Whistleblowing website WikiLeaks is releasing over 100 classified documents detailing US Department of Defense procedures for running Guantanamo Bay, Abu Ghraib, Camp Bucca and other infamous prisons where terror suspects are detained.
The directives and manuals, which for more than a decade directed the US military’s policy for treatment of its detainees, will be released chronologically over the next month, WikiLeaks said in a statement.
The first batch of the documents released is the 2002 Camp Delta – Guantanamo Bay prison – Standing Operating Procedure manuals.
In a statement, WikiLeaks criticised regulations it said had led to abuse and impunity and urged human rights activists to use the documents, to be released over the next month, to research what it called “policies of unaccountability”.
“This document is of significant historical importance. Guantanamo Bay has become the symbol for systematized human rights abuse in the West with good reason,” WikiLeaks founder Julian Assange said.
The statement quoted WikiLeaks founder Julian Assange as saying: “The ‘Detainee Policies’ show the anatomy of the beast that is post-9/11 detention, the carving out of a dark space where law and rights do not apply, where persons can be detained without a trace at the convenience of the U.S. Department of Defense.”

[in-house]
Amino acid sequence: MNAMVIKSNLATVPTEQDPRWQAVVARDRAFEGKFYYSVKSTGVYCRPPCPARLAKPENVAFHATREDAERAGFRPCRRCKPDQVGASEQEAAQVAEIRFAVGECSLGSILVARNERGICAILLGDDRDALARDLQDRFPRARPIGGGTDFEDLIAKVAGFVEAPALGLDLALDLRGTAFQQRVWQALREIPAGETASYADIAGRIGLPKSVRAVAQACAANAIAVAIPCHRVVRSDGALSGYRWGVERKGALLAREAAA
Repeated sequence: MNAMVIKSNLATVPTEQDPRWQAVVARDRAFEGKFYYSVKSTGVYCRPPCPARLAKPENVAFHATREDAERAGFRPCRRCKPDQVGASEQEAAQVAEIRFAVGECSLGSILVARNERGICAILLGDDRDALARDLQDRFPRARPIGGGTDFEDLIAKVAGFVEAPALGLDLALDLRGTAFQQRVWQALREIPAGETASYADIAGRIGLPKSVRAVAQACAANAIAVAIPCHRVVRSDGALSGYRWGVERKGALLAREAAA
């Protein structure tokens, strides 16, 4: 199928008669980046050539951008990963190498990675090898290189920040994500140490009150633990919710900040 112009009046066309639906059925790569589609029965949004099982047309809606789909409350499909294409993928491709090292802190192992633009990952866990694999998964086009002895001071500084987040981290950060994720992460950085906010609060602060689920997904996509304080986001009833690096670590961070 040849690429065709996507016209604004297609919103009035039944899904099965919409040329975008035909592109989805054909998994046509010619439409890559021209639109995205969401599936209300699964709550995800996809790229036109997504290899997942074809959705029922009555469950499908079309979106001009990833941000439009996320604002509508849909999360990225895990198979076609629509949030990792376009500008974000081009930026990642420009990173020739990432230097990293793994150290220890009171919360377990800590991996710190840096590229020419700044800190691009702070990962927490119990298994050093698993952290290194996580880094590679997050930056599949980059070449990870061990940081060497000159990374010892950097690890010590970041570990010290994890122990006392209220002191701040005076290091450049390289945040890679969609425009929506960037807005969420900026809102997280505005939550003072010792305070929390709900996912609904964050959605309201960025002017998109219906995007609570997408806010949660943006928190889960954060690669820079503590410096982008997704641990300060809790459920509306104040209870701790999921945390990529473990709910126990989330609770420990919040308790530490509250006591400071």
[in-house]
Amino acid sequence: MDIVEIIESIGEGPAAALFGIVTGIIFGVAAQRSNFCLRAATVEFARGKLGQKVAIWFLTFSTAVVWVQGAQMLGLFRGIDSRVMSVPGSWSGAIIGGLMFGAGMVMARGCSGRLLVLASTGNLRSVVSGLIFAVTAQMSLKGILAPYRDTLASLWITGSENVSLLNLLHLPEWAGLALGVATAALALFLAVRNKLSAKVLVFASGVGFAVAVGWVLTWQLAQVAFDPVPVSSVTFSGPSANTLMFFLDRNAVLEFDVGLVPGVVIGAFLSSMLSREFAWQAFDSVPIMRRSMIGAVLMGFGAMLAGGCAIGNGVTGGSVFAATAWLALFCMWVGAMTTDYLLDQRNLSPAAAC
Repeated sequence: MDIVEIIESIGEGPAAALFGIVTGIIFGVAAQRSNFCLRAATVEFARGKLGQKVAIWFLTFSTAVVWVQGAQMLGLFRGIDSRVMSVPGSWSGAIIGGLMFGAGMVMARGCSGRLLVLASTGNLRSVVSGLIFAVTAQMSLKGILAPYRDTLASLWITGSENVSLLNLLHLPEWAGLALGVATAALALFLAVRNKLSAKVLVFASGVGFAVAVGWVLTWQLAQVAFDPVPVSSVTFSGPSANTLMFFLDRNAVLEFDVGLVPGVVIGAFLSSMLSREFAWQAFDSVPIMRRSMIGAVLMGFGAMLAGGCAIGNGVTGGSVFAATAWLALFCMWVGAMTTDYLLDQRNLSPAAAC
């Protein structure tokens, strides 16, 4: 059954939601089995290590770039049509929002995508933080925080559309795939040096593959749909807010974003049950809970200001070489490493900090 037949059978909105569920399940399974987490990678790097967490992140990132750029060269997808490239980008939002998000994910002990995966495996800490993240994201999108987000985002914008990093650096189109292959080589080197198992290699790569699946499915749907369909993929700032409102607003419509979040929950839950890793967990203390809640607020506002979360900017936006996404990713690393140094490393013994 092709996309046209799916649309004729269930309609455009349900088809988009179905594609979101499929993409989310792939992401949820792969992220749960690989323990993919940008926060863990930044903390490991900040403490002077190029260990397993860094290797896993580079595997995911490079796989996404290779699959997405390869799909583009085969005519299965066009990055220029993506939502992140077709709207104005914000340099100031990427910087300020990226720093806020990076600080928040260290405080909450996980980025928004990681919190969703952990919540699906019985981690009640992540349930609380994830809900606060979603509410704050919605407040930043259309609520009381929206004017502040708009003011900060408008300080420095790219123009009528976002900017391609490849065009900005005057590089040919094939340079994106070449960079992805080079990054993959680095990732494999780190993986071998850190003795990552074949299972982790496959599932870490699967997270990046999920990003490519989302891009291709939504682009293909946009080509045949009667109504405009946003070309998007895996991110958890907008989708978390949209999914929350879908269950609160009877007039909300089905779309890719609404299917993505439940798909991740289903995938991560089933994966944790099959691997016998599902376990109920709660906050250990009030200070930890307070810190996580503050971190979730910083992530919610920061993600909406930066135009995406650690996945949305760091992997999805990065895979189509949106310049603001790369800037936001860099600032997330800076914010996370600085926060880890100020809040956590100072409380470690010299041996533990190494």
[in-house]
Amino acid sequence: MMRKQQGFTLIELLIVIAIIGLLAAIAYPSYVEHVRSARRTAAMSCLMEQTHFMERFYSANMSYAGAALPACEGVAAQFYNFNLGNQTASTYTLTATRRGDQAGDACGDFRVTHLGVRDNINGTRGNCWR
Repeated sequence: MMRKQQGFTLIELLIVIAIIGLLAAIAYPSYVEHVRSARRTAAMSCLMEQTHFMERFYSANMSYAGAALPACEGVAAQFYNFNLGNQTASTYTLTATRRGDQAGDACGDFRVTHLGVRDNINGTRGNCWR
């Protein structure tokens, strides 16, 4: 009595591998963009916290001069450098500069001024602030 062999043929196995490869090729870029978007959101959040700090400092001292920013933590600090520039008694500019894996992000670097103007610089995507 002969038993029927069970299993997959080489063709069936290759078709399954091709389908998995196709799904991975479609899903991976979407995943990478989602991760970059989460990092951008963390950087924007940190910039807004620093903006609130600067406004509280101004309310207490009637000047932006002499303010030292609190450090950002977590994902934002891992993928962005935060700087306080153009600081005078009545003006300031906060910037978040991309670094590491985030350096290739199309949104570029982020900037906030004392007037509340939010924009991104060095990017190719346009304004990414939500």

“It shows the excesses of the early days of war against an unknown ‘enemy’ and how these policies matured and evolved," it said, and led to "the permanent state of exception that the United States now finds itself in, a decade later.”
One document such document that has been previewed but not yet published is the ’Policy on Assigning Detainee Internment Serial Numbers’. Wikileaks claims it is a manual on how to “disappear” sensitive prisoners "by systematically holding off from assigning a prisoner record numbers".
Another apparently contains the notorious instructions to “purge” interrogations tapes, which became notorious following the Abu Ghraib torture scandals in the mid 2000s. WikiLeaks called on NGOs, activists and the general public to thoroughly read the documents to gain a better understanding of the evolution of the Pentagon’s post-9/11 attitude towards prisoners.